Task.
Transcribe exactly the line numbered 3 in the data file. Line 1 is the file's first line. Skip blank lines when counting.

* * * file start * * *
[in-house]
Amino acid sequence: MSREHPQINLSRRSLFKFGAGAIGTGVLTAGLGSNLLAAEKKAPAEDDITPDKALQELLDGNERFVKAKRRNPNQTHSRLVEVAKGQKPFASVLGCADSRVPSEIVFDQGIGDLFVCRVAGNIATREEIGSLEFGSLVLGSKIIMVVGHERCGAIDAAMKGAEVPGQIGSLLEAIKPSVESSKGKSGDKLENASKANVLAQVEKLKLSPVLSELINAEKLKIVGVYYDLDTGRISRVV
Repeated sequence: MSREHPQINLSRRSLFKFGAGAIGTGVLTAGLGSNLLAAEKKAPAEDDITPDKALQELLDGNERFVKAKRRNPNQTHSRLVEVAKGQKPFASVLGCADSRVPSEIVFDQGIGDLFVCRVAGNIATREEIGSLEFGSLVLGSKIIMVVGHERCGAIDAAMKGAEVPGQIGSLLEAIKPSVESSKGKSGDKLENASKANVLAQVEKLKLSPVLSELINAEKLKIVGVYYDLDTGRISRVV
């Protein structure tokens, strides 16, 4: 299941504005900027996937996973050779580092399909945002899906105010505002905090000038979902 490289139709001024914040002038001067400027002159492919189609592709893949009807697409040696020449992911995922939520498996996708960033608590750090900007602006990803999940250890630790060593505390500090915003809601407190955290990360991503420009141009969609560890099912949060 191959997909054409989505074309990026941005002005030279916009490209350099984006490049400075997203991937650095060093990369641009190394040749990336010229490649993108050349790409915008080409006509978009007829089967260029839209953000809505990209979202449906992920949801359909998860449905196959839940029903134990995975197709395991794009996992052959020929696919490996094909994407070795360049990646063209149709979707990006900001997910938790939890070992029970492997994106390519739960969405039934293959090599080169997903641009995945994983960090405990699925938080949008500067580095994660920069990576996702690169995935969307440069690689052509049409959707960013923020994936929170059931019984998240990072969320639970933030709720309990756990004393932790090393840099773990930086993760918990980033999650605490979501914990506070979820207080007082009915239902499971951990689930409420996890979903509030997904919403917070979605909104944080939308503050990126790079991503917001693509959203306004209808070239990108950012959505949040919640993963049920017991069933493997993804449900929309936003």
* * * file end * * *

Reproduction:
Repeated sequence: MSREHPQINLSRRSLFKFGAGAIGTGVLTAGLGSNLLAAEKKAPAEDDITPDKALQELLDGNERFVKAKRRNPNQTHSRLVEVAKGQKPFASVLGCADSRVPSEIVFDQGIGDLFVCRVAGNIATREEIGSLEFGSLVLGSKIIMVVGHERCGAIDAAMKGAEVPGQIGSLLEAIKPSVESSKGKSGDKLENASKANVLAQVEKLKLSPVLSELINAEKLKIVGVYYDLDTGRISRVV